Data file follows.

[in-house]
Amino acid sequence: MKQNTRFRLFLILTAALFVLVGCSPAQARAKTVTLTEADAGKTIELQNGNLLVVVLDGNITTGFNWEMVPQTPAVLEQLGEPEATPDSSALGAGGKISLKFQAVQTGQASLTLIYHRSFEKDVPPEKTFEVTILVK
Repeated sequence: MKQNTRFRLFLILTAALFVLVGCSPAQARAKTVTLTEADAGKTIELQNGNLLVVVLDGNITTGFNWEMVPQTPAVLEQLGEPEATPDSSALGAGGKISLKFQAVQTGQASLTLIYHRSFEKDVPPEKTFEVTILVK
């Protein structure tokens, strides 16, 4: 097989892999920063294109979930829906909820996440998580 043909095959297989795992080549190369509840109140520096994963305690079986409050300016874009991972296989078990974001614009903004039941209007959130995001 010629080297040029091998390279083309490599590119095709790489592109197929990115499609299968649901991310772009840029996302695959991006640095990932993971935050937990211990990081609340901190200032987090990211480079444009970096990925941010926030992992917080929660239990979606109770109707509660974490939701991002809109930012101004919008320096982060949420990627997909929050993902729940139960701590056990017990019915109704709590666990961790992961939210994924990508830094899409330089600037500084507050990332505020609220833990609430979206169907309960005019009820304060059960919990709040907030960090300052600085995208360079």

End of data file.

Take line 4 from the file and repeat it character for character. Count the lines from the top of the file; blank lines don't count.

């Protein structure tokens, strides 16, 4: 097989892999920063294109979930829906909820996440998580 043909095959297989795992080549190369509840109140520096994963305690079986409050300016874009991972296989078990974001614009903004039941209007959130995001 010629080297040029091998390279083309490599590119095709790489592109197929990115499609299968649901991310772009840029996302695959991006640095990932993971935050937990211990990081609340901190200032987090990211480079444009970096990925941010926030992992917080929660239990979606109770109707509660974490939701991002809109930012101004919008320096982060949420990627997909929050993902729940139960701590056990017990019915109704709590666990961790992961939210994924990508830094899409330089600037500084507050990332505020609220833990609430979206169907309960005019009820304060059960919990709040907030960090300052600085995208360079």